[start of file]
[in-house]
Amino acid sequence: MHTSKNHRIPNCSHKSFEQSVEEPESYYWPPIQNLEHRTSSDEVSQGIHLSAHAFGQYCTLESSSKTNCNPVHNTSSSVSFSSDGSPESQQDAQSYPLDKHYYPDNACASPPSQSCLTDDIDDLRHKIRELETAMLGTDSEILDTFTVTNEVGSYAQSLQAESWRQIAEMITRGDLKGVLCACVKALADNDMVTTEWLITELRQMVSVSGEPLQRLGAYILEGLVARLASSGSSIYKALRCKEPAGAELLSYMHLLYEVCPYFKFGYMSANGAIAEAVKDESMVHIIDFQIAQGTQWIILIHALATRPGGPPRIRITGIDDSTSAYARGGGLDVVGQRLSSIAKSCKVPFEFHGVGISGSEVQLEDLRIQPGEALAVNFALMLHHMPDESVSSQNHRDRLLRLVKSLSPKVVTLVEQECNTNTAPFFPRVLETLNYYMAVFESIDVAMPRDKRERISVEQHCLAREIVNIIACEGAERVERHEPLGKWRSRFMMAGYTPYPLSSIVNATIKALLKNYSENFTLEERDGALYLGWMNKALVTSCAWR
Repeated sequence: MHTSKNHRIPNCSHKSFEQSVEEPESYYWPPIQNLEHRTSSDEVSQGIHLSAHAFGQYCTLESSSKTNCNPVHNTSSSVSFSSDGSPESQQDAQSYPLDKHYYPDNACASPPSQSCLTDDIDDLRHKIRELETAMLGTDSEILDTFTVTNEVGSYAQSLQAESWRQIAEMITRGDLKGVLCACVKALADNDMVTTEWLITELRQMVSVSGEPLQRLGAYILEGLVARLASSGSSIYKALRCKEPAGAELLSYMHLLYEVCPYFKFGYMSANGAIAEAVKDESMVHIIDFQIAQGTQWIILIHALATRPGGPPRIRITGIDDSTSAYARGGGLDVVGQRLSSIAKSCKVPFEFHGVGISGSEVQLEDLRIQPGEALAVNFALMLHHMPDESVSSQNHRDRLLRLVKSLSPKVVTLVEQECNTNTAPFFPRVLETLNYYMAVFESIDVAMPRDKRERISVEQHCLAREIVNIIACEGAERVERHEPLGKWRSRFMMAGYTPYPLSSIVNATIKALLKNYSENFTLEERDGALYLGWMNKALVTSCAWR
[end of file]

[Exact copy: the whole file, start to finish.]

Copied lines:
[in-house]
Amino acid sequence: MHTSKNHRIPNCSHKSFEQSVEEPESYYWPPIQNLEHRTSSDEVSQGIHLSAHAFGQYCTLESSSKTNCNPVHNTSSSVSFSSDGSPESQQDAQSYPLDKHYYPDNACASPPSQSCLTDDIDDLRHKIRELETAMLGTDSEILDTFTVTNEVGSYAQSLQAESWRQIAEMITRGDLKGVLCACVKALADNDMVTTEWLITELRQMVSVSGEPLQRLGAYILEGLVARLASSGSSIYKALRCKEPAGAELLSYMHLLYEVCPYFKFGYMSANGAIAEAVKDESMVHIIDFQIAQGTQWIILIHALATRPGGPPRIRITGIDDSTSAYARGGGLDVVGQRLSSIAKSCKVPFEFHGVGISGSEVQLEDLRIQPGEALAVNFALMLHHMPDESVSSQNHRDRLLRLVKSLSPKVVTLVEQECNTNTAPFFPRVLETLNYYMAVFESIDVAMPRDKRERISVEQHCLAREIVNIIACEGAERVERHEPLGKWRSRFMMAGYTPYPLSSIVNATIKALLKNYSENFTLEERDGALYLGWMNKALVTSCAWR
Repeated sequence: MHTSKNHRIPNCSHKSFEQSVEEPESYYWPPIQNLEHRTSSDEVSQGIHLSAHAFGQYCTLESSSKTNCNPVHNTSSSVSFSSDGSPESQQDAQSYPLDKHYYPDNACASPPSQSCLTDDIDDLRHKIRELETAMLGTDSEILDTFTVTNEVGSYAQSLQAESWRQIAEMITRGDLKGVLCACVKALADNDMVTTEWLITELRQMVSVSGEPLQRLGAYILEGLVARLASSGSSIYKALRCKEPAGAELLSYMHLLYEVCPYFKFGYMSANGAIAEAVKDESMVHIIDFQIAQGTQWIILIHALATRPGGPPRIRITGIDDSTSAYARGGGLDVVGQRLSSIAKSCKVPFEFHGVGISGSEVQLEDLRIQPGEALAVNFALMLHHMPDESVSSQNHRDRLLRLVKSLSPKVVTLVEQECNTNTAPFFPRVLETLNYYMAVFESIDVAMPRDKRERISVEQHCLAREIVNIIACEGAERVERHEPLGKWRSRFMMAGYTPYPLSSIVNATIKALLKNYSENFTLEERDGALYLGWMNKALVTSCAWR